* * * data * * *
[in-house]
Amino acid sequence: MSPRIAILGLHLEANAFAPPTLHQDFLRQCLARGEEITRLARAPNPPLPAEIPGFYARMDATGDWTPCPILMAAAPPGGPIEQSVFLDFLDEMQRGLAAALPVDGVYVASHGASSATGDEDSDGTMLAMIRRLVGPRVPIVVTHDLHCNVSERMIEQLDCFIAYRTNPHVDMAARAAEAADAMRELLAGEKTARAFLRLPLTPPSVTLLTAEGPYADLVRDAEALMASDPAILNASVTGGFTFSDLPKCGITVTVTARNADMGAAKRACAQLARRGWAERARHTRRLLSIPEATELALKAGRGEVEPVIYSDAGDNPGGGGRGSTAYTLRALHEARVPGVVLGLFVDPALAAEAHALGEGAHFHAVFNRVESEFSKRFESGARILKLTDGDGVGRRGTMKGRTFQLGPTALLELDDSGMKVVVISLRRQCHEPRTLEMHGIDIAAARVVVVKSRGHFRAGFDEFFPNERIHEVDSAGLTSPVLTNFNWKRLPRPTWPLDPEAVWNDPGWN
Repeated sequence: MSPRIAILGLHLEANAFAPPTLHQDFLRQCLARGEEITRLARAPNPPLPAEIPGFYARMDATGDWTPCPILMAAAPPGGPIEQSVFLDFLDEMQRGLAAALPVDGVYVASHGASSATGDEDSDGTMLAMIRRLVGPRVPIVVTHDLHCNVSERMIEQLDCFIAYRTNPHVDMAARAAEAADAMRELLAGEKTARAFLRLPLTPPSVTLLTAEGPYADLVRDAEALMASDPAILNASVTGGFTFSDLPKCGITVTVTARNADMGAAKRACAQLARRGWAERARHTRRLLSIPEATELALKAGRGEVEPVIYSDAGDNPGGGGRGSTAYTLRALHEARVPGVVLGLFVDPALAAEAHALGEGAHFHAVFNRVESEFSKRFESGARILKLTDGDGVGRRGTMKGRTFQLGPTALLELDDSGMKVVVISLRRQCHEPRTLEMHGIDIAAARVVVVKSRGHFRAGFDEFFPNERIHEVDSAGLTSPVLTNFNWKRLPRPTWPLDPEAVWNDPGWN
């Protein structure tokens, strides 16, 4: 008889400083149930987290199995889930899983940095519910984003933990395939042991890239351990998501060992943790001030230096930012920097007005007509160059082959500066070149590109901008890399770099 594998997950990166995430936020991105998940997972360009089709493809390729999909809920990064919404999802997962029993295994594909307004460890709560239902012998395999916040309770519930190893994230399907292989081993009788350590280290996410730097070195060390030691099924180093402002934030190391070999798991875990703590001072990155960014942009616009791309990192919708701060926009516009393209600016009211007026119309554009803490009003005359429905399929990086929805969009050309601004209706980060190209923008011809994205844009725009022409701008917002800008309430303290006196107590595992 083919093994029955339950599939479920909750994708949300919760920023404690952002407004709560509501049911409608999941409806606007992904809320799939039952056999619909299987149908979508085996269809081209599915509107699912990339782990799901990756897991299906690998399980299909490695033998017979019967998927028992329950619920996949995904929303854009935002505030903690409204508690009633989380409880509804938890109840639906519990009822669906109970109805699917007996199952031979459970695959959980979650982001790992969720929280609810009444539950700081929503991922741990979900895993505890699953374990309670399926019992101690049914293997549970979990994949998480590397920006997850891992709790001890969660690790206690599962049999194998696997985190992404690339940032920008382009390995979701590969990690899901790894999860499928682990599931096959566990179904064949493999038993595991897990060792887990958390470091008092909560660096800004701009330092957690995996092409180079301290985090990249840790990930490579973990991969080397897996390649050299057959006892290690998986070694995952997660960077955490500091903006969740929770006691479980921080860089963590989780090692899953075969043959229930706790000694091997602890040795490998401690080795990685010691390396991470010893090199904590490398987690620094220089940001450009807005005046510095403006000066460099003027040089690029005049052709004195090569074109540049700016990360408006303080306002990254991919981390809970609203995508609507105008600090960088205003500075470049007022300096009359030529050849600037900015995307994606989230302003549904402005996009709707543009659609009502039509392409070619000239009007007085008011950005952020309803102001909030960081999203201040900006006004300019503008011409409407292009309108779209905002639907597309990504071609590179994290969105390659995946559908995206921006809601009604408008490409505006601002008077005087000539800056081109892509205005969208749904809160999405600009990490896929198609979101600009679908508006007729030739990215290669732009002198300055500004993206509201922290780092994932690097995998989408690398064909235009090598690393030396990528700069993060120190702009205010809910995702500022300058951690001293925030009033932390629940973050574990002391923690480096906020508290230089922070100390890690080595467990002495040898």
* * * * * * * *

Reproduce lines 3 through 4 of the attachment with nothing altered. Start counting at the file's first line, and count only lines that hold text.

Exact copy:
Repeated sequence: MSPRIAILGLHLEANAFAPPTLHQDFLRQCLARGEEITRLARAPNPPLPAEIPGFYARMDATGDWTPCPILMAAAPPGGPIEQSVFLDFLDEMQRGLAAALPVDGVYVASHGASSATGDEDSDGTMLAMIRRLVGPRVPIVVTHDLHCNVSERMIEQLDCFIAYRTNPHVDMAARAAEAADAMRELLAGEKTARAFLRLPLTPPSVTLLTAEGPYADLVRDAEALMASDPAILNASVTGGFTFSDLPKCGITVTVTARNADMGAAKRACAQLARRGWAERARHTRRLLSIPEATELALKAGRGEVEPVIYSDAGDNPGGGGRGSTAYTLRALHEARVPGVVLGLFVDPALAAEAHALGEGAHFHAVFNRVESEFSKRFESGARILKLTDGDGVGRRGTMKGRTFQLGPTALLELDDSGMKVVVISLRRQCHEPRTLEMHGIDIAAARVVVVKSRGHFRAGFDEFFPNERIHEVDSAGLTSPVLTNFNWKRLPRPTWPLDPEAVWNDPGWN
């Protein structure tokens, strides 16, 4: 008889400083149930987290199995889930899983940095519910984003933990395939042991890239351990998501060992943790001030230096930012920097007005007509160059082959500066070149590109901008890399770099 594998997950990166995430936020991105998940997972360009089709493809390729999909809920990064919404999802997962029993295994594909307004460890709560239902012998395999916040309770519930190893994230399907292989081993009788350590280290996410730097070195060390030691099924180093402002934030190391070999798991875990703590001072990155960014942009616009791309990192919708701060926009516009393209600016009211007026119309554009803490009003005359429905399929990086929805969009050309601004209706980060190209923008011809994205844009725009022409701008917002800008309430303290006196107590595992 083919093994029955339950599939479920909750994708949300919760920023404690952002407004709560509501049911409608999941409806606007992904809320799939039952056999619909299987149908979508085996269809081209599915509107699912990339782990799901990756897991299906690998399980299909490695033998017979019967998927028992329950619920996949995904929303854009935002505030903690409204508690009633989380409880509804938890109840639906519990009822669906109970109805699917007996199952031979459970695959959980979650982001790992969720929280609810009444539950700081929503991922741990979900895993505890699953374990309670399926019992101690049914293997549970979990994949998480590397920006997850891992709790001890969660690790206690599962049999194998696997985190992404690339940032920008382009390995979701590969990690899901790894999860499928682990599931096959566990179904064949493999038993595991897990060792887990958390470091008092909560660096800004701009330092957690995996092409180079301290985090990249840790990930490579973990991969080397897996390649050299057959006892290690998986070694995952997660960077955490500091903006969740929770006691479980921080860089963590989780090692899953075969043959229930706790000694091997602890040795490998401690080795990685010691390396991470010893090199904590490398987690620094220089940001450009807005005046510095403006000066460099003027040089690029005049052709004195090569074109540049700016990360408006303080306002990254991919981390809970609203995508609507105008600090960088205003500075470049007022300096009359030529050849600037900015995307994606989230302003549904402005996009709707543009659609009502039509392409070619000239009007007085008011950005952020309803102001909030960081999203201040900006006004300019503008011409409407292009309108779209905002639907597309990504071609590179994290969105390659995946559908995206921006809601009604408008490409505006601002008077005087000539800056081109892509205005969208749904809160999405600009990490896929198609979101600009679908508006007729030739990215290669732009002198300055500004993206509201922290780092994932690097995998989408690398064909235009090598690393030396990528700069993060120190702009205010809910995702500022300058951690001293925030009033932390629940973050574990002391923690480096906020508290230089922070100390890690080595467990002495040898």